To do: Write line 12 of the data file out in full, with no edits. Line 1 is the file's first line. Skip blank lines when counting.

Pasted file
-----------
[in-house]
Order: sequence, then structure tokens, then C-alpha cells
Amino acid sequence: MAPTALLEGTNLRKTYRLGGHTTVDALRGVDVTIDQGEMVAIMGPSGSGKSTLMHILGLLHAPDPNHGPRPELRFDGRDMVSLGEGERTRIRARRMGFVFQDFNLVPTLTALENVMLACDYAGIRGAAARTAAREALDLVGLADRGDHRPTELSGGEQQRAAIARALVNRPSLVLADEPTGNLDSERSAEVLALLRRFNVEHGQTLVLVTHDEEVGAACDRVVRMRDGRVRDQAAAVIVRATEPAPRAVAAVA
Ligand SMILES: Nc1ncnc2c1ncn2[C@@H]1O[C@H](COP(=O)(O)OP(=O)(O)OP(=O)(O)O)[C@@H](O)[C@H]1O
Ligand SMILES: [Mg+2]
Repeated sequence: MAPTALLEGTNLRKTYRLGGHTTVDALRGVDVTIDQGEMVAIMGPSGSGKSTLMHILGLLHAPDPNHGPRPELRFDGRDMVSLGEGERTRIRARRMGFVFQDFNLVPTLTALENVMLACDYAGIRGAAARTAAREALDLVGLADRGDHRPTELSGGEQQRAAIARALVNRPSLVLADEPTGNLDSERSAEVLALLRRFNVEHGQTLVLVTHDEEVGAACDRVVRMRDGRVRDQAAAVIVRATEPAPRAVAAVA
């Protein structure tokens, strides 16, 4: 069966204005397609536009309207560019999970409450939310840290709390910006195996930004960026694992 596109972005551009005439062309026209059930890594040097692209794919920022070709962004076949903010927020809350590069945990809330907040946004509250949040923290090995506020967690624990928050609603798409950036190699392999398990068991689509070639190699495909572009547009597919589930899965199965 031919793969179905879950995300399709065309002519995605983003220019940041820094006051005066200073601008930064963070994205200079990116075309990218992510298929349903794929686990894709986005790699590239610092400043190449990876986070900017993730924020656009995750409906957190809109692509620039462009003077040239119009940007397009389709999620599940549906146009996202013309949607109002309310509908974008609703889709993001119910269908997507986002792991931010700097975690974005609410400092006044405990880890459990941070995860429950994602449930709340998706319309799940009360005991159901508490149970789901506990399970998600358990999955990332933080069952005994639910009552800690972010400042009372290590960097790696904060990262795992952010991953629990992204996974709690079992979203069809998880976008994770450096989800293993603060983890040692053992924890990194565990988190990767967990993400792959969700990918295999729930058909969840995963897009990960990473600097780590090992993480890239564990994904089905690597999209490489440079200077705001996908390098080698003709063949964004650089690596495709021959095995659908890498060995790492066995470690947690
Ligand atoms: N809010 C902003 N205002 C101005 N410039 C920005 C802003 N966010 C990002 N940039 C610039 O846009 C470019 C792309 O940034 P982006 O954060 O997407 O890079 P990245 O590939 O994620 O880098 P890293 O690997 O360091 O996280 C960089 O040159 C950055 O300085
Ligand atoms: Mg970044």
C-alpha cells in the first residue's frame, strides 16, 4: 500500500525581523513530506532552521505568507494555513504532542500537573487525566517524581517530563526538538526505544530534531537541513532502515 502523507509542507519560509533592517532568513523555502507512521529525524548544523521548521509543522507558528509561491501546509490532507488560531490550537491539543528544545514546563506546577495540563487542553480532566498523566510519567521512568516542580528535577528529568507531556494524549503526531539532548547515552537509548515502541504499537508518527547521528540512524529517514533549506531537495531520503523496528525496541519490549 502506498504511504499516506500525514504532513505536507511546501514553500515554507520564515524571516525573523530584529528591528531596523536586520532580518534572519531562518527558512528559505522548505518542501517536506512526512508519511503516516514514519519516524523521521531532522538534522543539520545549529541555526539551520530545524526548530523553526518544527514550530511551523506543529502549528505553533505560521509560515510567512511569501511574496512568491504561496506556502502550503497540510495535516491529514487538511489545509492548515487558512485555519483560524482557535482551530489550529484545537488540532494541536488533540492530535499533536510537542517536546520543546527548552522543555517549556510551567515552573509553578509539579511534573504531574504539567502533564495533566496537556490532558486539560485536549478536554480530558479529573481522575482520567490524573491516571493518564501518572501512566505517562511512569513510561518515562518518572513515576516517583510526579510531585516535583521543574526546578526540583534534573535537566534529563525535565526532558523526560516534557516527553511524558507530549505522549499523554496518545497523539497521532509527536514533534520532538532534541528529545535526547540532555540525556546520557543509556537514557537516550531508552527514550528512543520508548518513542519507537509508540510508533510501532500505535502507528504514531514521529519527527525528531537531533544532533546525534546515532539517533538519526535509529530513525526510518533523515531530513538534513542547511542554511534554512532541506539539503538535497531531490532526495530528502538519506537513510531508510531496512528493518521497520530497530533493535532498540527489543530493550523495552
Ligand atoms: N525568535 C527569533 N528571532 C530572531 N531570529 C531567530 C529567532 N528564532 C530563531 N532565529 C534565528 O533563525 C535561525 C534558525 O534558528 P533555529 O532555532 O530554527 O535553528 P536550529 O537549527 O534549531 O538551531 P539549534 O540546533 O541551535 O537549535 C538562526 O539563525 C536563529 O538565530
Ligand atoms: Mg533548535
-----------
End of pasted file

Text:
Ligand atoms: Mg533548535